• #ChatGPT needs a huge amount of editing’: users’ views mixed on AI chatbot | ChatGPT | The Guardian

    ChatGPT has been a godsend for Joy. The New Zealand-based therapist has attention deficit hyperactivity disorder and often struggles with tasks such as drafting difficult emails, with procrastination kicking in when she feels overwhelmed.

    “Sitting down to compose a complicated email is something I absolutely hate. I would have to use a lot of strategies and accountability to get it done, and I would feel depleted afterward,” says Joy, who is in her 30s and lives in Auckland. “But telling GPT ‘write an email apologising for a delay on an academic manuscript, blame family emergency, ask for consideration for next issue’ feels completely doable.”

    While the copy the AI chatbot produces usually needs editing, Joy says this comes at a smaller cost to her psychologically. “It is much easier to edit a draft than to start from scratch, so it helps me break through blocks around task initiation,” she says, adding that she has recommended using it this way to clients. “It avoids a psychological logjam for neurodiverse people. I think it would also potentially have value for people who struggle with professional norms due to neurodivergence and come across as curt.”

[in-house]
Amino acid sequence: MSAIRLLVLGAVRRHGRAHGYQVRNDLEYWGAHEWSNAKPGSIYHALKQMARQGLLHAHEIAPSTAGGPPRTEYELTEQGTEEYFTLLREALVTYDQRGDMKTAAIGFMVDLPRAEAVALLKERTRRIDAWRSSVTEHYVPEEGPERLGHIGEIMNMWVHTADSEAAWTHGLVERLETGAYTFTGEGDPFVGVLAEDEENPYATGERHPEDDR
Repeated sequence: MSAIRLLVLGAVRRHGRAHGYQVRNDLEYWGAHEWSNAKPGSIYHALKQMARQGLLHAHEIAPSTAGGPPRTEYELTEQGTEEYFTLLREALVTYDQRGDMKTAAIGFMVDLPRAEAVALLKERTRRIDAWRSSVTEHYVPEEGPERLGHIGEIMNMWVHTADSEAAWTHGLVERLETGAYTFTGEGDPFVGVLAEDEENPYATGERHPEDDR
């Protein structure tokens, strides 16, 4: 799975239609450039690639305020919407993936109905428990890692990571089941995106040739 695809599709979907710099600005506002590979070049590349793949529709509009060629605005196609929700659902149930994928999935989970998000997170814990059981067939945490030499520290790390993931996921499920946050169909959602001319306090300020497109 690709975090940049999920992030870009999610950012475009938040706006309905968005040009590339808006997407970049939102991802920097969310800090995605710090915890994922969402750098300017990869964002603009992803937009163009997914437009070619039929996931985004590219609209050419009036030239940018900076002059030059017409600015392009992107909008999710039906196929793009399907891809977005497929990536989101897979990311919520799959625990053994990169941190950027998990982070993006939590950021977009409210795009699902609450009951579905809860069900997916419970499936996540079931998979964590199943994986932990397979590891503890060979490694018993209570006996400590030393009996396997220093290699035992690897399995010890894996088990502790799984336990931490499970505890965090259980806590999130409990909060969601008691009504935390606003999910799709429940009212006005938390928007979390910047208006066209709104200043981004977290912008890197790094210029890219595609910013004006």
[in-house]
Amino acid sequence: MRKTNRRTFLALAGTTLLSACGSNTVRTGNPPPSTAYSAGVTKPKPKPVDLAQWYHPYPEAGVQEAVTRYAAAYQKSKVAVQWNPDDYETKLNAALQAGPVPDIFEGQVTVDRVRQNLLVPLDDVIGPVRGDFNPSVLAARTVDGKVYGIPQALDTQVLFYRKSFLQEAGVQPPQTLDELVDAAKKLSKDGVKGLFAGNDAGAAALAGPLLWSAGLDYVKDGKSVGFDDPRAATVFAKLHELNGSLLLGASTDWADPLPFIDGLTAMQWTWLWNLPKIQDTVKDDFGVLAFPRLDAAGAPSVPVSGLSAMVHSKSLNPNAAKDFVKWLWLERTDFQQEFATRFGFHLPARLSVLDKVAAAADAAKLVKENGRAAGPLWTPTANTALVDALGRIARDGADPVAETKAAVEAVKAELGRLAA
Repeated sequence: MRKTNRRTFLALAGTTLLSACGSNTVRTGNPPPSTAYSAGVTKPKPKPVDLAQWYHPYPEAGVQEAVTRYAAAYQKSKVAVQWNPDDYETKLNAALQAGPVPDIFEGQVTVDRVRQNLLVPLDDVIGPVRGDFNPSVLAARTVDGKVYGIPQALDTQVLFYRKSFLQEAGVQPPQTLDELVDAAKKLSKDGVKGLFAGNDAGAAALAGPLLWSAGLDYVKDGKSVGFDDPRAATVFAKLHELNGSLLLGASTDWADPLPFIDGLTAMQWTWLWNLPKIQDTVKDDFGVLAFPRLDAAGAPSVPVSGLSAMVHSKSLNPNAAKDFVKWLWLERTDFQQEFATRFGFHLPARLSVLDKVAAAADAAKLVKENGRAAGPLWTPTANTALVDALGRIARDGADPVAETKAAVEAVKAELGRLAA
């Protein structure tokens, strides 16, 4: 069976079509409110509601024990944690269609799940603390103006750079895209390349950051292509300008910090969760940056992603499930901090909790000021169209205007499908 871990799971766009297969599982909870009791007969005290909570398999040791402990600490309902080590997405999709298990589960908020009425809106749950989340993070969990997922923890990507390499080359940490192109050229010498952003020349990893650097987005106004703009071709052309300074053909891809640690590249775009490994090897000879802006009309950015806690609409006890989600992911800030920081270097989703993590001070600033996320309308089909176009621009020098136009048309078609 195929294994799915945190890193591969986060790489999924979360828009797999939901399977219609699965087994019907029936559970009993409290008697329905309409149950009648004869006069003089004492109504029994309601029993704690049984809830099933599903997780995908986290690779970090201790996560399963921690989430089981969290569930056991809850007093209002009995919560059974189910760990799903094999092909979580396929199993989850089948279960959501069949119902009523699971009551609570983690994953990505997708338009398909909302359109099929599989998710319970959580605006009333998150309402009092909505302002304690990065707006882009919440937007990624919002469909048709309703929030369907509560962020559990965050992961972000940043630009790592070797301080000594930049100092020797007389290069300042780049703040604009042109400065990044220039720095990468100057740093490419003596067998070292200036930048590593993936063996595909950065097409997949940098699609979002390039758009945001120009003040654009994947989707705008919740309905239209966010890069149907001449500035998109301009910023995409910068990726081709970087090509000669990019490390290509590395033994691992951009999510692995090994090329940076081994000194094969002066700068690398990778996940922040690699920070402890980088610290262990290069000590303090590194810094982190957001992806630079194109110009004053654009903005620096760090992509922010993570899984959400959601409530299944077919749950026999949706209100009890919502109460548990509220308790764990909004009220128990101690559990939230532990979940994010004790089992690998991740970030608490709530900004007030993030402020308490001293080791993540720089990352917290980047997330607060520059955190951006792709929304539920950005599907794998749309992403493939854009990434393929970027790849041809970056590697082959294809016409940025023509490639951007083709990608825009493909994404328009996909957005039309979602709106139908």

• Like many students, Rezza, a 28-year-old in Yogyakarta, Indonesia, has been making use of the chatbot for academic purposes. “I have so many ideas but only enough time to act on a few of them because I need to write them,” he says, adding that writing is the “most time consuming” part of his work.

      He claims it has speeded up the time it takes to write an essay threefold. “With the improved workflow my hands are catching up with my brain,” he says. However, he says the chatbot’s output requires heavy editing, and has not been helpful in creating references; when he tried, it “gave out nonexistent academic citations”.

    • Atkinson is worried about the “misplaced confidence” the bot gives while providing factually incorrect information. These errors are known in tech jargon as “hallucinations”.

      He says: “People are more willing to believe a machine, even when it is telling outright lies. This is dangerous for a number of reasons. For example, if you rely on something like this for basic medical advice. Or if you write code, it can give you examples which are bad practice and error prone.”